Hello, everyone. My name is David Haiman, and I teach guitar classes to fourth- through sixth-graders at PS/IS 180 in Harlem, New York City.
In this column, I’d like to share with you a neat, fun approach I use to help my students explore the upper areas of the guitar neck in their chord playing.
After learning a handful of stock chord shapes in first and second position — what are commonly referred to as “open” chords or “cowboy” chords — it can be liberating for your fretting hand to venture beyond the first three frets, move up the neck and get acquainted with the sweet sounds of chords played in the higher positions.
In this lesson, I will show you how to build what are called triads based on each step, or degree, of a major scale, using the guitar-friendly keys of D, A, and E to demonstrate. Each of these keys allows us to employ one of the open low strings, which we will allow to ring as a droning, unchanging bass note — what is known as a pedal tone — while we switch chords on higher strings. This approach produces a musically appealing sound, one used to great effect by world famous guitarists like Led Zeppelin’s Jimmy Page, the Who’s Pete Townshend, Roger McGuinn of the Byrds and R.E.M.’s Peter Buck.
We’ll start by strumming a familiar open D chord then “walk” up the D major scale on the top three strings to generate a set of triads that reside in the key of D major (see FIGURE 1). After playing the initial D chord, switch your fingers to what would be a familiar-looking D minor shape, shift that shape up two frets, then strum the top four strings. This gives you an E minor triad over a D bass note, indicated by the chord symbol “Em/D,” which signifies “E minor over D.”
Now move that same minor shape up two more frets, which will give you F#m/D (“F sharp minor over D”). Continuing to seventh position, return to the major shape and strum. This is G/D (“G over D”). Now slide that same shape up two more frets to A/D (“A over D”), then move up another two frets and switch back to the minor shape for Bm/D (“B minor over D”).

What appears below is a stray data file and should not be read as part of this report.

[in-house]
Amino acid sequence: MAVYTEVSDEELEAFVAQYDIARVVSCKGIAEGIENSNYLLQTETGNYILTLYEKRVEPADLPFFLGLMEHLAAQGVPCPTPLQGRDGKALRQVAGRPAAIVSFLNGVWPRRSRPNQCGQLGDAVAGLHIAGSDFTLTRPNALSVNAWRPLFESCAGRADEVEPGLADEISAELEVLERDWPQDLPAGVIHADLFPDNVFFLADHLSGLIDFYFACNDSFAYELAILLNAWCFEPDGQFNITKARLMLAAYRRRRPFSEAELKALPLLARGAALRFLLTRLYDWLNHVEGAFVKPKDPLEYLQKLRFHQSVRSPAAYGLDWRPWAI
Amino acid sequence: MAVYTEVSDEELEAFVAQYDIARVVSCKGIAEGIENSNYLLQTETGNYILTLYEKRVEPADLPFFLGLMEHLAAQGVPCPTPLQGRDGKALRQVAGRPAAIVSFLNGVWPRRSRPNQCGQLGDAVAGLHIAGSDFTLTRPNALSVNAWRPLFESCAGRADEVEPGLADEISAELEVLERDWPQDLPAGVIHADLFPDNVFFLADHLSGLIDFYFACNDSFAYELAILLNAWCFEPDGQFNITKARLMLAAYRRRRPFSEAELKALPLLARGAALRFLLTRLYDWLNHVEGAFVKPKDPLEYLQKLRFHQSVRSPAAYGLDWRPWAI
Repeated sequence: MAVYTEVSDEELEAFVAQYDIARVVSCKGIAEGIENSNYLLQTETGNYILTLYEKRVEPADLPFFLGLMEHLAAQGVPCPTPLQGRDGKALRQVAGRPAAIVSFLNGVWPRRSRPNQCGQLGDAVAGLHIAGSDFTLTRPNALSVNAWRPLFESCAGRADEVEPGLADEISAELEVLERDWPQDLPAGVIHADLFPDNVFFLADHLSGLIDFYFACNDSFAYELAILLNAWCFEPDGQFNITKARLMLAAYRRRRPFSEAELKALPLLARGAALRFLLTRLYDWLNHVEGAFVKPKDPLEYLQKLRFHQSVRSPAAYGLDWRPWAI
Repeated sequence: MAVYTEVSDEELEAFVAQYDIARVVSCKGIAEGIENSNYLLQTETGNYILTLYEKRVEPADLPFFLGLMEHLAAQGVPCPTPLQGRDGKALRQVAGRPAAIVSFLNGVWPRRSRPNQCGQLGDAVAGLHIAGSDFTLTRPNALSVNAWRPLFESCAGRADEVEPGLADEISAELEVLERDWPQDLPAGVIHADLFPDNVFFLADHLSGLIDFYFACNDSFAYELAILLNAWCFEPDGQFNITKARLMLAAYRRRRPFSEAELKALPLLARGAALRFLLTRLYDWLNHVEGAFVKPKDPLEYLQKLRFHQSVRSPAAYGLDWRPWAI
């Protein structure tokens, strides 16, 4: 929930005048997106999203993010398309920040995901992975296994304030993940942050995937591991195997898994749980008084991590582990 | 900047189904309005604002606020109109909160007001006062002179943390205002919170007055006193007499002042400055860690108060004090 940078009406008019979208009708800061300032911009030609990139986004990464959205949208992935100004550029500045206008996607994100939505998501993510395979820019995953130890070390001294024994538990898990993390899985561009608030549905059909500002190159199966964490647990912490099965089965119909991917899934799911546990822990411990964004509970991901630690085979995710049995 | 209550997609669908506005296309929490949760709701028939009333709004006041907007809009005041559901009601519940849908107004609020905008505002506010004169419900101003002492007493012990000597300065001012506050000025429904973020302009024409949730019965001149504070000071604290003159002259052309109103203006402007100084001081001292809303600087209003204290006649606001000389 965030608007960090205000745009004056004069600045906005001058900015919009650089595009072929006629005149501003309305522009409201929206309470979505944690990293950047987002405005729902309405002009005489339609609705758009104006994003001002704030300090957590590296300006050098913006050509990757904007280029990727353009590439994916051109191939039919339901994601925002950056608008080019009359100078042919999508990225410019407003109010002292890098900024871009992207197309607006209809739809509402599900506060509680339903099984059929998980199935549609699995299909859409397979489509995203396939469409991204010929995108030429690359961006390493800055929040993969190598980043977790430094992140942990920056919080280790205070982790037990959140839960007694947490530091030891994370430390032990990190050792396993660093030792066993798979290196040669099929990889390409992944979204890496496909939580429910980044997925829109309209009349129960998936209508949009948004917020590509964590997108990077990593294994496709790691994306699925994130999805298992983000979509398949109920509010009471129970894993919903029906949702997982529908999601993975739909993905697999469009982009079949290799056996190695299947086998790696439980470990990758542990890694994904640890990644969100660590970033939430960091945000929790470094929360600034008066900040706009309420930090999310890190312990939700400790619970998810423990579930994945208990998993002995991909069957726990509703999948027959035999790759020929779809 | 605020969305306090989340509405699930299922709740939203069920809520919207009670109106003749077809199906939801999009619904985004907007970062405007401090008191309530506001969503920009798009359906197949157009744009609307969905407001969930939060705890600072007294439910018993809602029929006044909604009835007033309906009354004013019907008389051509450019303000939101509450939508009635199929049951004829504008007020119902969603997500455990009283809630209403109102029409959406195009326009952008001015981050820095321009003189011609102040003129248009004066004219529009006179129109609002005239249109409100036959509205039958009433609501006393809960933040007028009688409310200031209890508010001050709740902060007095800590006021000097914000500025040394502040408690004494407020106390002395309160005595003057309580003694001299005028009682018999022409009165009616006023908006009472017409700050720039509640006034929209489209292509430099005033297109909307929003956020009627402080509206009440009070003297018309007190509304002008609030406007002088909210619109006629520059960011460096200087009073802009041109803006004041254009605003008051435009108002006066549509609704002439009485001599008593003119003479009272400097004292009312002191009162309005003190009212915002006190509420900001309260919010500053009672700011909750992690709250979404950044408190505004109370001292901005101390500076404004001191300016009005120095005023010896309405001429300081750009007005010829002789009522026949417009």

The shape for the diminished chord, C#dim/D (“C sharp diminished over D”), is 12th fret on the G string, 14th fret on the B string and 12th fret on the high E. You’ll want to barre your index finger across the top three strings to finger this chord, as indicated in FIGURE 1. Finally, we end and resolve our chord progression by playing the original D major shape one octave higher and 12 frets above its original position. Now play the same same eight chords in reverse order.
FIGURE 2 presents a musically interesting way to play the chords from FIGURE 1 as arpeggios, or what are commonly referred to as “broken chords,” letting the strings ring together as you pick out the individual notes of each chord to create a nice flow of notes. I leave it to you to continue the pattern up the neck with the remaining chords you’ve just learned.
Now let’s try doing the same thing in a different key. FIGURE 3 shows a similarly generated chord scale, this time in the key of A and on the middle four strings. As we had done in FIGURE 1, we’re “walking” up a major scale on three strings at the same time, in three-part harmony, while sounding a bass pedal tone on an open string with each chord.
For the chords A, D/A and E/A, barre your index finger across the D, G and B strings. FIGURE 4 presents a nice, rolling arpeggio pattern in 3/4 meter that you can apply to all the chords from FIGURE 3.
Let’s look at one more key. FIGURE 5 illustrates an ascending chord scale in the key of E major, this time with the open low E string used as a bass pedal tone and fretted notes played on the A, D and G strings. In this case we’re adding a neat twist to the proceedings by additionally including the open B and high E strings as pedal tones, along with the low E. Doing so creates a set of very rich-sounding, shimmering chords that include added “color tones.”
Try coming up with your own variations on these arpeggio patterns, and see what happens when you mix up the order of the chords in each progression, ascending and descending. One can imagine many songs being composed this way. Two examples that come to mind are Led Zeppelin’s “Ramble On” and “Melissa” by the Allman Brothers Band, both of which use some of the chords shown in FIGURE 5. Have fun experimenting with these progressions. Perhaps your own original songs may emerge from them!
Photo: Rob Davidson
David Haiman teaches guitar classes to fourth- through sixth-graders at PS/IS 180 in Harlem, New York City.
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